Bishops meet with victims and external experts

Bishops meet with victims and external experts

Dome of St. Peter's Basilica against a dark sky © Cristian Gennari (CBA)

Until now, the worldwide bishops' meeting on abuse, called by the Pope for February, has been a rather nebulous undertaking. Now the contours of the project are becoming clearer. And it becomes clear: the stakes are high.

Expectations were high anyway. But since the Vatican threw a brake on the train that the U.S. bishops wanted to put on the track to deal with abuse just under two weeks ago, expectations have risen once again. What can, should, must come out of the 21. to 24. February, the heads of all bishops' conferences, curia heads and top representatives of religious orders will meet at the Vatican to discuss abuse in the church? On coming to terms with such crimes and their possible cover-up, but also on better protection of children and young people in the church.

Since Friday, the contours of the hitherto unique project have begun to emerge. So the Vatican announced who is to prepare the meeting substantially: once the cardinals Blase Cupich of Chicago as well as Oswald Gracias of Bombay; both are close confidants of Francis. In addition, the Pope's chief investigator, Archbishop Charles Scicluna of Malta, and the German psychologist Hans Zollner, Jesuit, director of the Child Protection Center at the Gregorian University and member of the Pontifical Commission for Child Protection. This is involved in the preparation as well as victims of abuse.

Cultural differences

Cupich comes from a bishops' conference that, on the one hand, is reeling from the consequences of its own failures. On the other hand, it is very advanced in terms of preventive measures, but is now under prere in terms of coming to terms with cover-ups. Gracias, on the other hand, knows the significance of the abuse scandal, but also comes from a part of the universal church and a culture where openly dealing with sexuality, hierarchy and criticism of authority are still unfamiliar. Such cultural-ecclesiastical disparities do not make the open-brotherly exchange planned for February any easier.

It was Malta's Archbishop Charles Scicluna who traveled to Chile in the spring with an over 2.The Pope returned with a 000-page report on the abuse crisis, thereby also converting the Pope in his assessment of the problem. In addition, Scicluna had already been working at the Congregation for the Doctrine of the Faith since 2002, where he dealt with cases of sexual abuse. In mid-November, Francis brought him back there by appointing him assistant secretary of the Congregation.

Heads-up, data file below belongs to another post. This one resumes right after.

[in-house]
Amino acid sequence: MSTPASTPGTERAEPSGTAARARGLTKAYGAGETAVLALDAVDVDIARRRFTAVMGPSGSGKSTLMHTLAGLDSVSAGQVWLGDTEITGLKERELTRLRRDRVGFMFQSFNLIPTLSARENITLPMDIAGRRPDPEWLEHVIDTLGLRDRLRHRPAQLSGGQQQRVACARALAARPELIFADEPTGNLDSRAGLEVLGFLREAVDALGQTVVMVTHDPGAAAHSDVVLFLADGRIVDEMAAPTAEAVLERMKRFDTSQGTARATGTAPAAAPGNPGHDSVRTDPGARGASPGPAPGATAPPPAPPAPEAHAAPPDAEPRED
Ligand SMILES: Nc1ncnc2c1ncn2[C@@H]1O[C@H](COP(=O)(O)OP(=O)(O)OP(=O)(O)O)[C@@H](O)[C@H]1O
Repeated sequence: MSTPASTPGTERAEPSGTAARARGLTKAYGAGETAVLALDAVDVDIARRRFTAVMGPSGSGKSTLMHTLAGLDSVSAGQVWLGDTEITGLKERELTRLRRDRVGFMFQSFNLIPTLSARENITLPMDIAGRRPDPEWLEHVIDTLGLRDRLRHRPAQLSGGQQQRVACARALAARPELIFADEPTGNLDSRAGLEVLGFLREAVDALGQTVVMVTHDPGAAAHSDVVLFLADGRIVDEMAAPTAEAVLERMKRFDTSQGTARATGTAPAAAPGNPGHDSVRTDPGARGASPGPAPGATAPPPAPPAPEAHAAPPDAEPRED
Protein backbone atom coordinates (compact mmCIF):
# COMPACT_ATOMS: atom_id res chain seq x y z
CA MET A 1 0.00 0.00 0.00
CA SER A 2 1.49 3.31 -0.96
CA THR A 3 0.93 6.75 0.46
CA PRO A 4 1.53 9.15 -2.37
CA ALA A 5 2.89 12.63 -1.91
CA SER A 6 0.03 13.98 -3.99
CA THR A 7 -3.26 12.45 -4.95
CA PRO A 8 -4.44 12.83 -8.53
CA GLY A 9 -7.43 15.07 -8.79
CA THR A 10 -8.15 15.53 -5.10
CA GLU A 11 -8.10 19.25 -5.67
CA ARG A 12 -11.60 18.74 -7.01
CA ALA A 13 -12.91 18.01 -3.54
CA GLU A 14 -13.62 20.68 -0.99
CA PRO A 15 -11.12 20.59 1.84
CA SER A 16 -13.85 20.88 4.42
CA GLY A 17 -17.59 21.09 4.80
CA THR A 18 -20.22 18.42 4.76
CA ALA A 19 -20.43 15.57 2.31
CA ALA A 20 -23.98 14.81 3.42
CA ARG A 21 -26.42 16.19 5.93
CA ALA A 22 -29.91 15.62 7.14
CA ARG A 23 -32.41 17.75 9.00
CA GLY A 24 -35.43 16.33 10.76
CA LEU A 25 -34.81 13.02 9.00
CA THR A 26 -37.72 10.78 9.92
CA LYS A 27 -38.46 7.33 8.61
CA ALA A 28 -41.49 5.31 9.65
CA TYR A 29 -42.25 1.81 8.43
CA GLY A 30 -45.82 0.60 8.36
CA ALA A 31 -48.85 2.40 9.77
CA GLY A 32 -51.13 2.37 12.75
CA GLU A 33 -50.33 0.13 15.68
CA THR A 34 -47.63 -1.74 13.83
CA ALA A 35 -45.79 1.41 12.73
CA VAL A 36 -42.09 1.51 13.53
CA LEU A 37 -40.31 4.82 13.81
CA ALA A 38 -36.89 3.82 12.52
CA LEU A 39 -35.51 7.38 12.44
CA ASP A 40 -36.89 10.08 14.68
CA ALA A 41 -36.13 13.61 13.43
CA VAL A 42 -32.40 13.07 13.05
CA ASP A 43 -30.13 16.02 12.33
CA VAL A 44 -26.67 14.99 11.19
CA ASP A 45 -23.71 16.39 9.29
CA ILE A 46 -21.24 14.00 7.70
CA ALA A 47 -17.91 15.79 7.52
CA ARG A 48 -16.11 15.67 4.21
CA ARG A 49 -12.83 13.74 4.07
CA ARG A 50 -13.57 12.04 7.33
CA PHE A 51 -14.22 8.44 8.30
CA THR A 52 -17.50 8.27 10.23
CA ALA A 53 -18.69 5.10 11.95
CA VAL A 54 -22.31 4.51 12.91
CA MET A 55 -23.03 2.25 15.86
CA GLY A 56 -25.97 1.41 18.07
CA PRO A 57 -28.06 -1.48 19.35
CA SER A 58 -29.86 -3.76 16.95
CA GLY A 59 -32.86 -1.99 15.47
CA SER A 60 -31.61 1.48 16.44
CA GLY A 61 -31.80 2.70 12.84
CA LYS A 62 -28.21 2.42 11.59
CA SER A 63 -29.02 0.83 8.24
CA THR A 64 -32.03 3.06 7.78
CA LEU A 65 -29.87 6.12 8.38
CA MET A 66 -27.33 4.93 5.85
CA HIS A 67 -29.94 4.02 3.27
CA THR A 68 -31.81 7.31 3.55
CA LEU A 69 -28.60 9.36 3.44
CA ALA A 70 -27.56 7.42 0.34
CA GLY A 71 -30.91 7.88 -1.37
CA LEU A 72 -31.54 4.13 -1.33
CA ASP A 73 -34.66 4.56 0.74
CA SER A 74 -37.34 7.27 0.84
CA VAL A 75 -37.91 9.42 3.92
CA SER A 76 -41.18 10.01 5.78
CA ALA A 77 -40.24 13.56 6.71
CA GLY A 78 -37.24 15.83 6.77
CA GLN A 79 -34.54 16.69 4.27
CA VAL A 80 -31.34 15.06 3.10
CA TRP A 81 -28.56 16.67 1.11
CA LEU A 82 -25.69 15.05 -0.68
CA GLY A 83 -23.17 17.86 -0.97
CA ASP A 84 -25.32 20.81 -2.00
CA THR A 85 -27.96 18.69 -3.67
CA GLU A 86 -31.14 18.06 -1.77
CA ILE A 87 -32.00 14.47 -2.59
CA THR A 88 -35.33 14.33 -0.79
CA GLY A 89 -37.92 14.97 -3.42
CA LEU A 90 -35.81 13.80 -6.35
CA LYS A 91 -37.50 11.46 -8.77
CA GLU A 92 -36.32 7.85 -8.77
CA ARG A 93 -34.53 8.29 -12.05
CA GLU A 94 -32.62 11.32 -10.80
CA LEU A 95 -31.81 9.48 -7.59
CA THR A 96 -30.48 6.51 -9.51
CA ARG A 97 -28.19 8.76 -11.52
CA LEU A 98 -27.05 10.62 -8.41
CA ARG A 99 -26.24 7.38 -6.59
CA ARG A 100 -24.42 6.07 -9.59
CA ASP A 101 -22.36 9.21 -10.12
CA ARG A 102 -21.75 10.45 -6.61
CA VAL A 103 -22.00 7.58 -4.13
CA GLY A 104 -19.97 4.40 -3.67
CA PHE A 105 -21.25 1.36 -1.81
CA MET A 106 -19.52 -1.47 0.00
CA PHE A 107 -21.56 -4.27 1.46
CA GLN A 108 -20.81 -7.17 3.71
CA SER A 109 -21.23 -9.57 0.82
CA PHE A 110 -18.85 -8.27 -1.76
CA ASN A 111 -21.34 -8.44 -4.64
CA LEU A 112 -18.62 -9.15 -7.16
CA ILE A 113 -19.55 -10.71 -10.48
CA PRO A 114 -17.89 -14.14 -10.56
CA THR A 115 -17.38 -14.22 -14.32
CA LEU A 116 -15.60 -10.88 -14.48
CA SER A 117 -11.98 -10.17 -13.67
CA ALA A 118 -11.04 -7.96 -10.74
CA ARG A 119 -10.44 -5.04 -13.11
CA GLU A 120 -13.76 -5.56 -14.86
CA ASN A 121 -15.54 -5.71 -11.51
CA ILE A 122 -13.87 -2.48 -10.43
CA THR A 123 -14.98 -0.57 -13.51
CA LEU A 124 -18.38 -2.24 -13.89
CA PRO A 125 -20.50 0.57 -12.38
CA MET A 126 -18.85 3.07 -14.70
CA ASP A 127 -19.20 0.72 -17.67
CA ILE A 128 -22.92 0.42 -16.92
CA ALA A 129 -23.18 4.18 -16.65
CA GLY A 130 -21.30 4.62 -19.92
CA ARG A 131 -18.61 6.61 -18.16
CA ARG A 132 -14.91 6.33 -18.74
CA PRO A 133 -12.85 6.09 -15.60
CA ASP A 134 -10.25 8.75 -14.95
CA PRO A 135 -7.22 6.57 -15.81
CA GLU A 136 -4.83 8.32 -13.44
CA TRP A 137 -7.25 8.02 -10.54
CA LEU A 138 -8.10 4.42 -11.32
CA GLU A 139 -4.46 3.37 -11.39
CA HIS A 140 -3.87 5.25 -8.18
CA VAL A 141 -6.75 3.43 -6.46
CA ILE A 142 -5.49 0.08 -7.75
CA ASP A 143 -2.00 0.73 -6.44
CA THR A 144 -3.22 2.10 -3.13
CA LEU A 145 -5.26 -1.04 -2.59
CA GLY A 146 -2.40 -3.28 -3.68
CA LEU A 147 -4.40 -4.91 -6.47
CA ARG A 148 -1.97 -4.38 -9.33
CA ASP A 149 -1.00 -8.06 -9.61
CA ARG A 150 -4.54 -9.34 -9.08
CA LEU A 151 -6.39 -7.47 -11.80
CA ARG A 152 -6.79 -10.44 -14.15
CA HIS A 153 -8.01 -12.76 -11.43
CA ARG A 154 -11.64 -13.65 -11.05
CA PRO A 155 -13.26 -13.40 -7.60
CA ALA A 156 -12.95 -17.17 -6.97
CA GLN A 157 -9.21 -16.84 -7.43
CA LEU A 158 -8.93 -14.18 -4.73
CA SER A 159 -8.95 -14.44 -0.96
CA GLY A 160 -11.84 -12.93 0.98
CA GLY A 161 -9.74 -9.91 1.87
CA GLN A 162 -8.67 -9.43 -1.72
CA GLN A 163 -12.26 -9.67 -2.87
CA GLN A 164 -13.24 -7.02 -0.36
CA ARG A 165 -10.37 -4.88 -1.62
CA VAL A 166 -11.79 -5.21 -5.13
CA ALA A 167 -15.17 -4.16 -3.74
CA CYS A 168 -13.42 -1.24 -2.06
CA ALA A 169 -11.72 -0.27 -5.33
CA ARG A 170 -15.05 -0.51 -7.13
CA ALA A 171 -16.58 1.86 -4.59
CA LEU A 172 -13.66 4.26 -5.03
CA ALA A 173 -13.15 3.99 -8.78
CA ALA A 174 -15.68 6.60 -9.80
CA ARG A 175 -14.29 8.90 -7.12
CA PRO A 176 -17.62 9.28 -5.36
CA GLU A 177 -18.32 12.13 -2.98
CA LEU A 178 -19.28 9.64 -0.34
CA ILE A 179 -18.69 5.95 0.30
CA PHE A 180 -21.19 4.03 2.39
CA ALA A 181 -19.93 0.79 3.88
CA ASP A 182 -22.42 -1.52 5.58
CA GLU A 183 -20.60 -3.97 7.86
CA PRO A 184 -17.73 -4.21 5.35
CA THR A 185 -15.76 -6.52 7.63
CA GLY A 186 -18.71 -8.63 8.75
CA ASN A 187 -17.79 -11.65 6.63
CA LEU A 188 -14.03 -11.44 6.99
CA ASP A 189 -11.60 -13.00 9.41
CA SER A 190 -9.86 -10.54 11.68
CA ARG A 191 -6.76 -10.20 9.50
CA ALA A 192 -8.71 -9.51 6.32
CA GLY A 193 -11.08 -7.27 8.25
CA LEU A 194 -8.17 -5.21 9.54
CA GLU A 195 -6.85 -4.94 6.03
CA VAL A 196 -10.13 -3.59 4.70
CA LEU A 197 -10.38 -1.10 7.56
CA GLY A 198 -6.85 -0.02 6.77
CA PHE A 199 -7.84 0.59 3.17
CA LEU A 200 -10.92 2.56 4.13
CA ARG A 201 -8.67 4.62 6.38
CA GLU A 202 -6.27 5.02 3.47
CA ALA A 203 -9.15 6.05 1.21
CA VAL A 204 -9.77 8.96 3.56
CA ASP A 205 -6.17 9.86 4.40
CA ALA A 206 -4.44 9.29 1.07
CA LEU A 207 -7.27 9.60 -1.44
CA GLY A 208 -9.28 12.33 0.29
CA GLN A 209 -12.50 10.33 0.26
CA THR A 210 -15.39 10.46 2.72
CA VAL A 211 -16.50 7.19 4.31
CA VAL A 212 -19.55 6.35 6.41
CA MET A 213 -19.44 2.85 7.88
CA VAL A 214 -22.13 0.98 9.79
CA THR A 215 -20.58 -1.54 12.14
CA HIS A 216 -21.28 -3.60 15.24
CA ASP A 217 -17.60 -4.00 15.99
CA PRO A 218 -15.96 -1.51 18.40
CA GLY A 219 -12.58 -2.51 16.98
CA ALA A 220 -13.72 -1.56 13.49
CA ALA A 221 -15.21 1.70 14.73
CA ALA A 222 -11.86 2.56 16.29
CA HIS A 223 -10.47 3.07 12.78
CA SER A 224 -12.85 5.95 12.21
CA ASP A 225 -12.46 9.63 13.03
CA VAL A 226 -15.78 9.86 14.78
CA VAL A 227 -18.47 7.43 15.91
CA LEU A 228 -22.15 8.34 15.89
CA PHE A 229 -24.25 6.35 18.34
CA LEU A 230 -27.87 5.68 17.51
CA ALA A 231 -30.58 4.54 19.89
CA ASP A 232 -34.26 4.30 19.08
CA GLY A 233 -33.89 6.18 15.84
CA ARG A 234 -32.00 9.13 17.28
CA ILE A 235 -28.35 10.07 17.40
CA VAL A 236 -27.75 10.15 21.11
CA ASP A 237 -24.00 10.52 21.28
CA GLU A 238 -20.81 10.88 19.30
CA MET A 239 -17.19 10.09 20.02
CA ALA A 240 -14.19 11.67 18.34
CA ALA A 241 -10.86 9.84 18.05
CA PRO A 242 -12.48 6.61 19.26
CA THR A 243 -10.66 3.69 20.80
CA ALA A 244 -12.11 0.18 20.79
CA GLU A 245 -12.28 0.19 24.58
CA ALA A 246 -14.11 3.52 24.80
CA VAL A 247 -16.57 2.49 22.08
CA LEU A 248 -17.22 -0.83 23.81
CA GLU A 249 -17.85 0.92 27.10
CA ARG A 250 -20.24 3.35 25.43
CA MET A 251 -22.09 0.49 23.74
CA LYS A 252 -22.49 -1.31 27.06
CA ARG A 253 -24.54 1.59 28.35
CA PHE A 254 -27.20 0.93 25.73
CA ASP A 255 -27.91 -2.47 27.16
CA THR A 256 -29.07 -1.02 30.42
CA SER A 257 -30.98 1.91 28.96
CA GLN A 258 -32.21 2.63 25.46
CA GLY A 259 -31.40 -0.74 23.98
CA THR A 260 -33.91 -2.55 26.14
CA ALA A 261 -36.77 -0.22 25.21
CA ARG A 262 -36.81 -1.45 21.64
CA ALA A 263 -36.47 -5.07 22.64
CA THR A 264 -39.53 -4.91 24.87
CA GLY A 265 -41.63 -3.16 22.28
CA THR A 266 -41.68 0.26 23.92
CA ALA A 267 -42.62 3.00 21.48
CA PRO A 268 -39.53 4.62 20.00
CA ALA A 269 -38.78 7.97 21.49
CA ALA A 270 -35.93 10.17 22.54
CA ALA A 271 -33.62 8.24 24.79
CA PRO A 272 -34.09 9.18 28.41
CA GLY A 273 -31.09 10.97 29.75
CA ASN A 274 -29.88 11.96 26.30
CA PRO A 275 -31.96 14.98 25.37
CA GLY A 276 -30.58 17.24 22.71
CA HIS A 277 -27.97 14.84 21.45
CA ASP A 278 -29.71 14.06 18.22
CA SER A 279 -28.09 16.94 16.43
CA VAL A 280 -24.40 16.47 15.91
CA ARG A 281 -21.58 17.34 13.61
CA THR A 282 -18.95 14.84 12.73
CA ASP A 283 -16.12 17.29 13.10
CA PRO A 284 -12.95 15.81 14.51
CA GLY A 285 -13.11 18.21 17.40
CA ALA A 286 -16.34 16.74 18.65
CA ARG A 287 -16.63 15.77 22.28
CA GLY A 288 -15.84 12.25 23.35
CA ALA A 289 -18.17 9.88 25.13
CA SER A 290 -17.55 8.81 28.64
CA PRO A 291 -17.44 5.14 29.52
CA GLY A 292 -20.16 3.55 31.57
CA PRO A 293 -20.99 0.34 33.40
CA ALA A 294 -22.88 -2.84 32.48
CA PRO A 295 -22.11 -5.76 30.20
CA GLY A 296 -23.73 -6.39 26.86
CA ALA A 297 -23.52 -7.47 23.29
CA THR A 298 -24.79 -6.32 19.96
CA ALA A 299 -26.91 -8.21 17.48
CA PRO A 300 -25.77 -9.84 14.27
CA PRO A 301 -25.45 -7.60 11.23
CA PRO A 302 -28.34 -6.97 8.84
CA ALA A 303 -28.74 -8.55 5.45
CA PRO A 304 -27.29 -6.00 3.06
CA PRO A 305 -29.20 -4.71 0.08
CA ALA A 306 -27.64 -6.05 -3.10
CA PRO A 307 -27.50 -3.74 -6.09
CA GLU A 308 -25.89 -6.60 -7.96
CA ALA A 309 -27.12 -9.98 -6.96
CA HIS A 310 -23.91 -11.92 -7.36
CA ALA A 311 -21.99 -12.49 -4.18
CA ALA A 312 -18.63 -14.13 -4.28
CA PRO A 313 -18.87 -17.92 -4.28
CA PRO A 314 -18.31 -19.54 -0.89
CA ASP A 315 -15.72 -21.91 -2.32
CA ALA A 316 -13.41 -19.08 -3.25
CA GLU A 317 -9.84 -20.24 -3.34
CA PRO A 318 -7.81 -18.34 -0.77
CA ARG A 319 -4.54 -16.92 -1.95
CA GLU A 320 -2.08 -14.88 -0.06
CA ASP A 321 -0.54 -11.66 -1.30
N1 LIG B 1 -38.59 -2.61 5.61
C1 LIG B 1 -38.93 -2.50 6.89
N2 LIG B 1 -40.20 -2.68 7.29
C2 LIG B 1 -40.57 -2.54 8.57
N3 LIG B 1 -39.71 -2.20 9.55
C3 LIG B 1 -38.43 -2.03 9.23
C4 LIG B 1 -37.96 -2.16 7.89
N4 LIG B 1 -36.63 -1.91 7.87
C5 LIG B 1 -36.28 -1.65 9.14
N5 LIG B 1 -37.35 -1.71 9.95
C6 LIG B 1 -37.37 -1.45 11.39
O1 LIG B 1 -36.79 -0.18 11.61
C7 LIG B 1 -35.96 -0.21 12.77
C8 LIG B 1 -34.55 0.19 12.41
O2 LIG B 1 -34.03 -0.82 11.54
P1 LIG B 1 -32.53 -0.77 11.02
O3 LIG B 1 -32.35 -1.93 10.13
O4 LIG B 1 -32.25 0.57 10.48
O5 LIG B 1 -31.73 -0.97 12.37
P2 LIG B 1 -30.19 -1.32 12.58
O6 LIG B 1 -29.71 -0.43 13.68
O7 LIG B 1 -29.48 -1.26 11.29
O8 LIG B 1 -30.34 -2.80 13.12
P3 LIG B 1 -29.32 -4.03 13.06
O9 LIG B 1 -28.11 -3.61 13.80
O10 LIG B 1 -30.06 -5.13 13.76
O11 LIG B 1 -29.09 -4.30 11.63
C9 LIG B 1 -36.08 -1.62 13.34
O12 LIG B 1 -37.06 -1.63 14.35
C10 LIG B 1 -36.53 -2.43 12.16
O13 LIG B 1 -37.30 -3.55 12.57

Expert Hans Zollner

Finally, Jesuit Hans Zollner has been traveling the world church for years to educate about child protection and abuse. That's how he and his team at the Child Protection Center have developed training courses. The calm and objective Bavarian is the contact person of the preparatory committee. In an interview with the portal "Vatican News" (Friday), Zollner called the summit in February "very important" for the Church. Questionnaires will be sent to all participants. Then a documentation will be made. The debate should be "as free and fruitful as possible," Zollner said.

The meeting will have something of a synod, use appropriate experiences, but is not a synod, explained Scicluna in an interview with the Catholic US magazine "America". There will be plenary sessions, small groups organized by language with work assignments, hearings of external experts as well as affected persons. It is conceivable, for example, that bishops who have dealt little or not at all with the subject so far will have to listen to victims of abuse and their relatives, repentant perpetrators, lawyers, psychologists.

Pope himself also takes part

The pope himself would want to participate in all working sessions. And since for him dealing with abuse also has a spiritual dimension, prayer and worship were part of it. "There will be a penitential service," Scicluna stressed, "and victims of abuse will also participate in it."

Details of a reform of canon law will not be discussed in February, says Scicluna. But he expects "an important impetus" for a process "that actually leads to a reform in church law". After all, he said, the summit in February was the beginning of a larger and long-term process that would then have to continue in different ways from region to region. Then not only will the U.S. bishops be able to – and have to – keep their train running.

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Christina Cherry
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